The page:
A mainstay of any potager, the humble nasturtium is easy to grow from seed, or cheap to buy as a pot-grown specimen. Copious orange blooms and a strong scent lure aphids and pests away from tender crops like beans, whilst nasturtium leaves serve as an attractive site for cabbage whites to lay their eggs – so a great ‘sacrificial crop’ for brassicas too.
  3. Thyme
    When in flower, this perennial herb is attractive to beneficial insects. It’s also a great deterrent for whitefly that are attracted to brassicas like cabbages – just distill some fresh sprigs in water for 24hours to make a “tea” and spray your brassicas to leave a scent that could send the aphids on their way.
  4. Sage
    Like most herbs, the strong scent of sage confuses pests and aphids. Sage is a great companion plant for brassicas like cabbages, brussels sprouts and broccoli, but also works well with carrots and strawberries too.
  5. Garlic chives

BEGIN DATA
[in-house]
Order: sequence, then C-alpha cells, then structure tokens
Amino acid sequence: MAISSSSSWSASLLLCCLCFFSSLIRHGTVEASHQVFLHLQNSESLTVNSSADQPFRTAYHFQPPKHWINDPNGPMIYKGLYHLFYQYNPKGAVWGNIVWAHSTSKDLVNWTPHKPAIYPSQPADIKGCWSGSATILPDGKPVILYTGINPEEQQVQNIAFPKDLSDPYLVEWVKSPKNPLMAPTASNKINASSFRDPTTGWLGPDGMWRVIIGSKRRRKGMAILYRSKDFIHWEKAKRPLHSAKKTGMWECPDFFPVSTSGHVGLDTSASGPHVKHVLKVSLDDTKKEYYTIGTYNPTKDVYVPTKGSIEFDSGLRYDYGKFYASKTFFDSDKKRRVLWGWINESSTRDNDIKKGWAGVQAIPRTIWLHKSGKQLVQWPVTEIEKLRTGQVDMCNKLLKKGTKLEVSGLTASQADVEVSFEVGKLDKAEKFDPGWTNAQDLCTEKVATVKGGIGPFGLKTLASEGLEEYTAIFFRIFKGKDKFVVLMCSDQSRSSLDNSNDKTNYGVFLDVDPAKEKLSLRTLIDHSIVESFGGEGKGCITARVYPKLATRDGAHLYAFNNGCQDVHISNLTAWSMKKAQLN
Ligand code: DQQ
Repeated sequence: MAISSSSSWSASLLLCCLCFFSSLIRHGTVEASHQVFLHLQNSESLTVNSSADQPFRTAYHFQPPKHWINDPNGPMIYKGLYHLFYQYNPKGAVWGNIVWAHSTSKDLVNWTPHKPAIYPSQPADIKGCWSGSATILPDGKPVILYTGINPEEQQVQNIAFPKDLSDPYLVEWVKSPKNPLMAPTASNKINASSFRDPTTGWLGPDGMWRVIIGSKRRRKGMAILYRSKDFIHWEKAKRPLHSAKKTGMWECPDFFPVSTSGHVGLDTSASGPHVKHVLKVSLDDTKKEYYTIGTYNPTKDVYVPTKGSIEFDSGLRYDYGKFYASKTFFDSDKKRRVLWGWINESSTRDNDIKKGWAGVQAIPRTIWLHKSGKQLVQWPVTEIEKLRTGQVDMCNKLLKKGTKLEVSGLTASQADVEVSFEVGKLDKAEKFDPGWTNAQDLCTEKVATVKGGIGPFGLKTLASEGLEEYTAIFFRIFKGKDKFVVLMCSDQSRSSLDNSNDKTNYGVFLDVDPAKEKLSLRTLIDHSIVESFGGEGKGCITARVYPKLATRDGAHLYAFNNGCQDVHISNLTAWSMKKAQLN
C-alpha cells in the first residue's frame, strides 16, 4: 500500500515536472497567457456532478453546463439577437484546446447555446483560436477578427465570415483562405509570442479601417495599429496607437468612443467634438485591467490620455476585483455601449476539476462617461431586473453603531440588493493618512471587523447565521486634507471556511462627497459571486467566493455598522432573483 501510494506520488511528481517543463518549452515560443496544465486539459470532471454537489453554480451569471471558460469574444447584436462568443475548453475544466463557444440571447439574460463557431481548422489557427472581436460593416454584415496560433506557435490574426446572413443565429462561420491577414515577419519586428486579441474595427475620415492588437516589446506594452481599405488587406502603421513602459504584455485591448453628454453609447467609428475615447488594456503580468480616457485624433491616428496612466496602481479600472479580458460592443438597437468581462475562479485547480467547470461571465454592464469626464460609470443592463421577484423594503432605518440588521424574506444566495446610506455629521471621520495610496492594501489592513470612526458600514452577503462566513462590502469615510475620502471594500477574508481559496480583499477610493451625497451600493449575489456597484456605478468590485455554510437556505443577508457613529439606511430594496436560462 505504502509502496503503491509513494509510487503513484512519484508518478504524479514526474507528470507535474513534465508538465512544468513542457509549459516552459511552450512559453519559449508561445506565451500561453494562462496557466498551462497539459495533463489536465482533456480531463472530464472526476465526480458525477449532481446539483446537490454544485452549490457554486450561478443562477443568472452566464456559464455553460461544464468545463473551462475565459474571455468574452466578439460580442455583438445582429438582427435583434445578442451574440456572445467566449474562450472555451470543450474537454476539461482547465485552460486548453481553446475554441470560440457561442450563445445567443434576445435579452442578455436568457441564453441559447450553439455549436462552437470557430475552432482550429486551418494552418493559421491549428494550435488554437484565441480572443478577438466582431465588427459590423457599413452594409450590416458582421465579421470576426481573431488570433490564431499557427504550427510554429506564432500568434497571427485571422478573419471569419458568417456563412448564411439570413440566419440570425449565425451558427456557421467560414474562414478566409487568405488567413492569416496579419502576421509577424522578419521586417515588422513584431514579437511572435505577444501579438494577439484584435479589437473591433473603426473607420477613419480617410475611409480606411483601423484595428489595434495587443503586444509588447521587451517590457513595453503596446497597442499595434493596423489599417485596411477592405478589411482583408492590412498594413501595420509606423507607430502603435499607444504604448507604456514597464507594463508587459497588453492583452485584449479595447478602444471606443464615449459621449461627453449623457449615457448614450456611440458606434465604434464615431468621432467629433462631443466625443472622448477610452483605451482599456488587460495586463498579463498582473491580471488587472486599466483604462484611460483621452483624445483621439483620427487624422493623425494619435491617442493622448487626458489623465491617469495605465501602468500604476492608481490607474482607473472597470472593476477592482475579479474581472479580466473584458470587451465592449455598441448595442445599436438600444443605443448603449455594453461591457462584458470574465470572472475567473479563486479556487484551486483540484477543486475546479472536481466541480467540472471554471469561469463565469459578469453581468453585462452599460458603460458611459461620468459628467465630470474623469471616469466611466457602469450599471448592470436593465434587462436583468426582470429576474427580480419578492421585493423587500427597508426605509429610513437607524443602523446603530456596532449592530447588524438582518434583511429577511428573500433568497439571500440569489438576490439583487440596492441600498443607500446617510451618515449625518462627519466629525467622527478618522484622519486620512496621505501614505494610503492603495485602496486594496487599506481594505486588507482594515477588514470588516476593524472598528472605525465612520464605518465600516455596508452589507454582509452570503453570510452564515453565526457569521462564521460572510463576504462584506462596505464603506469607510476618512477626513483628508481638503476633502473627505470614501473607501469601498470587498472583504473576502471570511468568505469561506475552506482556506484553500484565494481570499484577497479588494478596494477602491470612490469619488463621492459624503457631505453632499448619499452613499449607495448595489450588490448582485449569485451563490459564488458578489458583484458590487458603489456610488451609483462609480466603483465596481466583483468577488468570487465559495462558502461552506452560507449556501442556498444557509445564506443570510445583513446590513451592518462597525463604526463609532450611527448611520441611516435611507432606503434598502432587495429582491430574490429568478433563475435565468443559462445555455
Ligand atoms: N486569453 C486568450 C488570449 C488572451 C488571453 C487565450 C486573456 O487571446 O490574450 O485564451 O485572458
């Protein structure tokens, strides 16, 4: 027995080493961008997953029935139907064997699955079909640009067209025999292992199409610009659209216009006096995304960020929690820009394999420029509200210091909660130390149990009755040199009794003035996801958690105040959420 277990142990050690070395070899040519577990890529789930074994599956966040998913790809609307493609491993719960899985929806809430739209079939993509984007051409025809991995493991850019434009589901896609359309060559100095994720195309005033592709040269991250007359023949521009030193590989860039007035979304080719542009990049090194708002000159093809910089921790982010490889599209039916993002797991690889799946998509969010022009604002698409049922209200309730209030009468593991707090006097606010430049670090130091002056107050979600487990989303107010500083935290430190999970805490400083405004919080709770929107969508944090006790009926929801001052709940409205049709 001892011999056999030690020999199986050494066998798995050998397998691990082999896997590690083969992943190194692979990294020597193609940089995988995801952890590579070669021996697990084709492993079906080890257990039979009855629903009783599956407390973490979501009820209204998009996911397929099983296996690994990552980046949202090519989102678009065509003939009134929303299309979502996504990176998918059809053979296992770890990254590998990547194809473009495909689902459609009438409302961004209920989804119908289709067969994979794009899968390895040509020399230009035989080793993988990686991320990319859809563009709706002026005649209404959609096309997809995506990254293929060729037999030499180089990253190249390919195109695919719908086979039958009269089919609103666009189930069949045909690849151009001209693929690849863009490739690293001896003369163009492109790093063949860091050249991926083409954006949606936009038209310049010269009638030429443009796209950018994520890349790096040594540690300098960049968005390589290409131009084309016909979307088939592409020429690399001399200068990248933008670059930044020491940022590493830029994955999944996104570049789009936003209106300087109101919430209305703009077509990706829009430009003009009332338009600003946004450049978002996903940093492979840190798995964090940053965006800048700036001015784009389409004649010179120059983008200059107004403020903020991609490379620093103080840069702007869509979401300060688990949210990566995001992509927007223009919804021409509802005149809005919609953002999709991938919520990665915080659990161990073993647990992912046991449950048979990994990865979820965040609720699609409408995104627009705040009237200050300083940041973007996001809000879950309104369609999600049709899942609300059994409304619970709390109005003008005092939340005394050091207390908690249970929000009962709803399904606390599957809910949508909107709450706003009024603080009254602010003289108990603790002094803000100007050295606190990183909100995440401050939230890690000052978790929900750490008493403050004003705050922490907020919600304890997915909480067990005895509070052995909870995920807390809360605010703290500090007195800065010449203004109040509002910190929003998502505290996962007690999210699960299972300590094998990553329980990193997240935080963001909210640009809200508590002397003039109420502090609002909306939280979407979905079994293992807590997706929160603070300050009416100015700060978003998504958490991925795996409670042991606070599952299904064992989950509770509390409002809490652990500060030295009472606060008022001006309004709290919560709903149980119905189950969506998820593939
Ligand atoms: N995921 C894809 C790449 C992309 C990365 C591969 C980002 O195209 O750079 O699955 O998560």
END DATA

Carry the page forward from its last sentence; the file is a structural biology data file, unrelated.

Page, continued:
This striking member of the allium family produces long spikes topped with star-like clusters of small flowers. The strong scent is great at deterring and confusing carrot fly, and can also serve as a pest deterrent when planted near or under roses.
  6. Lavender
    This popular flowering herb is a veritable pollinator magnet, so will help to increase pollination rates and yields. Its strong, pleasant scent also confuses pests, and is particularly well-placed near carrot crops, leeks and tender vegetables.
  7. Sweet Alyssum
    A charming, low-growing ground covering plant that can not only help to suppress weed growth, but also helps to protect potatoes from pests by attracting natural predators.
  8. Rosemary